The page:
Q.: For a recent large prestressed double-tee project the specifications called for the concrete to be designed by an independent laboratory selected and paid for by the owner. The specifications required the double-tees to be designed by the plant producing them. The plant engineering staff determined that the lightweight concrete would have to be a minimum of 6000 psi in 28 days, and 4200 psi at time of release.

After being furnished a mix design by the laboratory on behalf of the owner, it was evident to the plant that the mix design furnished would not achieve either of the desired strengths. This opinion was based on past experience of its own staff in designing over 300,000 cubic yards of similar lightweight concrete. Several other factors in the mix design also were wrong: ratio of coarse to fine aggregate was off; yield was off; and the prescribed unit weight was over the specification. Nevertheless the plant was ordered by the owner to proceed with the owner's mix in spite of the written objections of the prestress plant. The results were as expected and the tees were rejected. How can the producer be held responsible?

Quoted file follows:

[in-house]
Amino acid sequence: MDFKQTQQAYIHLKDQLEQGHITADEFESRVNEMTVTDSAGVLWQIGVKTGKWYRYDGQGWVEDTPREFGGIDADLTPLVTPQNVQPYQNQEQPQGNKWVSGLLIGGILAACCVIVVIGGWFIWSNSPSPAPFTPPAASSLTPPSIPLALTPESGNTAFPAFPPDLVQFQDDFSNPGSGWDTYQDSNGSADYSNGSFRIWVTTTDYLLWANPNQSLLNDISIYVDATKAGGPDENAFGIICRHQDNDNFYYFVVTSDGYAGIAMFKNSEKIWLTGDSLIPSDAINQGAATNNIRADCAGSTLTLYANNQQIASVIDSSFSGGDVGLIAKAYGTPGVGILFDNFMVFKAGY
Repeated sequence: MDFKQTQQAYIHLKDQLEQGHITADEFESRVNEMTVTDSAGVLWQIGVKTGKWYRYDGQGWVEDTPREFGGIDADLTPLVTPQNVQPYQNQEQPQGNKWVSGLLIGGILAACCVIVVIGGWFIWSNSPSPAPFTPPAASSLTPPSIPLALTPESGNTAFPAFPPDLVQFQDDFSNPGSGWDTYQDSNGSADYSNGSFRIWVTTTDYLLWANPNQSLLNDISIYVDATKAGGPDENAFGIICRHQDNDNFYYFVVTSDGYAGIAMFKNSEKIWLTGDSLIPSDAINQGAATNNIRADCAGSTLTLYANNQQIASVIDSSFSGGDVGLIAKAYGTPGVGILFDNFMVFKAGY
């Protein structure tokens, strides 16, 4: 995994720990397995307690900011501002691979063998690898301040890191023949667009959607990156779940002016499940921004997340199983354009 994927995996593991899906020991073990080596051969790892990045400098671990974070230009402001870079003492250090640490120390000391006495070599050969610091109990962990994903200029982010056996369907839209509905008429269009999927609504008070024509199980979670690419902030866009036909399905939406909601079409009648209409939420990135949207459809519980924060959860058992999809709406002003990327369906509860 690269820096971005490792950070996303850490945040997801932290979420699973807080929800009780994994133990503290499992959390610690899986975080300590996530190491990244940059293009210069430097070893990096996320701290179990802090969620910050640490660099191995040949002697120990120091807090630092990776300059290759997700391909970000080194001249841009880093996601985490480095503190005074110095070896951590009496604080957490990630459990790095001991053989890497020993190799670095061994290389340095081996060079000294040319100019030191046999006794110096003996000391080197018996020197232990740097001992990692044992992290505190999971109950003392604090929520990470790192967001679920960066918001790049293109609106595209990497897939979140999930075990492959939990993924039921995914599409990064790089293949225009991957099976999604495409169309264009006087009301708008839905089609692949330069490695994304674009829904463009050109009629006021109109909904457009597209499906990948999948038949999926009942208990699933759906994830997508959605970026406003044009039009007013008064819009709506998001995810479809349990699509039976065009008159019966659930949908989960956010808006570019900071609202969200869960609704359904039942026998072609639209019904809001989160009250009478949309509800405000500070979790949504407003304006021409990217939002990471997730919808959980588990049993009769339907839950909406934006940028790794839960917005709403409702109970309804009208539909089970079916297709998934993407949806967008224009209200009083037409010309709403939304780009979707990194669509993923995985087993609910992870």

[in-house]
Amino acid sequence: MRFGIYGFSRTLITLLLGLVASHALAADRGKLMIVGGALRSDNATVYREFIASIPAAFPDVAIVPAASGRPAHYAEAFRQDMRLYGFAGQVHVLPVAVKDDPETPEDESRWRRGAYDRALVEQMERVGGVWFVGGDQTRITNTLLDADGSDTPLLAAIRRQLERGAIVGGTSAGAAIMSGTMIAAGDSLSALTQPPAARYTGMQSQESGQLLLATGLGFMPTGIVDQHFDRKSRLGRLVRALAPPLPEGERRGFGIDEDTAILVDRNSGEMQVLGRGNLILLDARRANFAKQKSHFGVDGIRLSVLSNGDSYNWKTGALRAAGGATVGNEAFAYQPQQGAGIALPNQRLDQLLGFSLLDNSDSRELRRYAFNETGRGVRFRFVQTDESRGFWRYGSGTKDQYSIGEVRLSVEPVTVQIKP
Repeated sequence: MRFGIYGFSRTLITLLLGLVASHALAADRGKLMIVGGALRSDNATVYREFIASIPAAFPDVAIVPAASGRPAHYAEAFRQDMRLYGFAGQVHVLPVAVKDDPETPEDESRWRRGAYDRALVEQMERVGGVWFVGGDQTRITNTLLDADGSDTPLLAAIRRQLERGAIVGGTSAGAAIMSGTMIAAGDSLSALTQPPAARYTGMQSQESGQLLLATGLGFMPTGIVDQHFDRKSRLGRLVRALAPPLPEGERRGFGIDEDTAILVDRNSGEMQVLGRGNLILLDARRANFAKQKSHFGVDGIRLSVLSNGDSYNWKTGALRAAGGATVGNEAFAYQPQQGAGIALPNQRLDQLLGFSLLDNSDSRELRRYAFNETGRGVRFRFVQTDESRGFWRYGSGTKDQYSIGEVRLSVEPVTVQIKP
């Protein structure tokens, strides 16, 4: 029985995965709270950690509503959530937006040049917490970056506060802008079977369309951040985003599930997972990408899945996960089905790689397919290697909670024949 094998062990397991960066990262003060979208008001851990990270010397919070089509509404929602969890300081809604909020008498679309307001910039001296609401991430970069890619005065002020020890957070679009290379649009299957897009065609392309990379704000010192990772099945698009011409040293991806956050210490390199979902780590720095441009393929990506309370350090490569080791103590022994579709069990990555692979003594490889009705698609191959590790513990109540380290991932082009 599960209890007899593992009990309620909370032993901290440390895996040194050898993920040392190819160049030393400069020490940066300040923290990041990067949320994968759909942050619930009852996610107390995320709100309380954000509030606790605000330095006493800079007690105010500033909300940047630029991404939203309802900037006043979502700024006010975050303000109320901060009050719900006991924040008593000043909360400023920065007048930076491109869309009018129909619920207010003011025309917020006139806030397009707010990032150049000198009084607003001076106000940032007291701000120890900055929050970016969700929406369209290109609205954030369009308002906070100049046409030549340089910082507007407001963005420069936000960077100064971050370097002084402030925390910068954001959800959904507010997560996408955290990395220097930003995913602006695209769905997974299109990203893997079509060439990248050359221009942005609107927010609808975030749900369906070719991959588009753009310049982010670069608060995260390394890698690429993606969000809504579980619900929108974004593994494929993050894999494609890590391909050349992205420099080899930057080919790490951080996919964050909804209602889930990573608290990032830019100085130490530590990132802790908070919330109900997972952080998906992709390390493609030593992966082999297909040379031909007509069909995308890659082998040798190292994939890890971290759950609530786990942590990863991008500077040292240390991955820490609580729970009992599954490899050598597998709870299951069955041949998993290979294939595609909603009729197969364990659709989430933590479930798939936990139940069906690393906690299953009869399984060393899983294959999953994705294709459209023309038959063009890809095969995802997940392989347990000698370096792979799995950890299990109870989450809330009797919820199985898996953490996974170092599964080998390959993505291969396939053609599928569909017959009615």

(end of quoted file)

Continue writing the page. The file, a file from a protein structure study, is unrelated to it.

A.: This question appears to be a legal problem rather than a technical problem, and we are not legal experts, but it does not seem reasonable to require the contractor to do something that his experience shows to be impossible when he has clearly stated that fact to the owner in writing.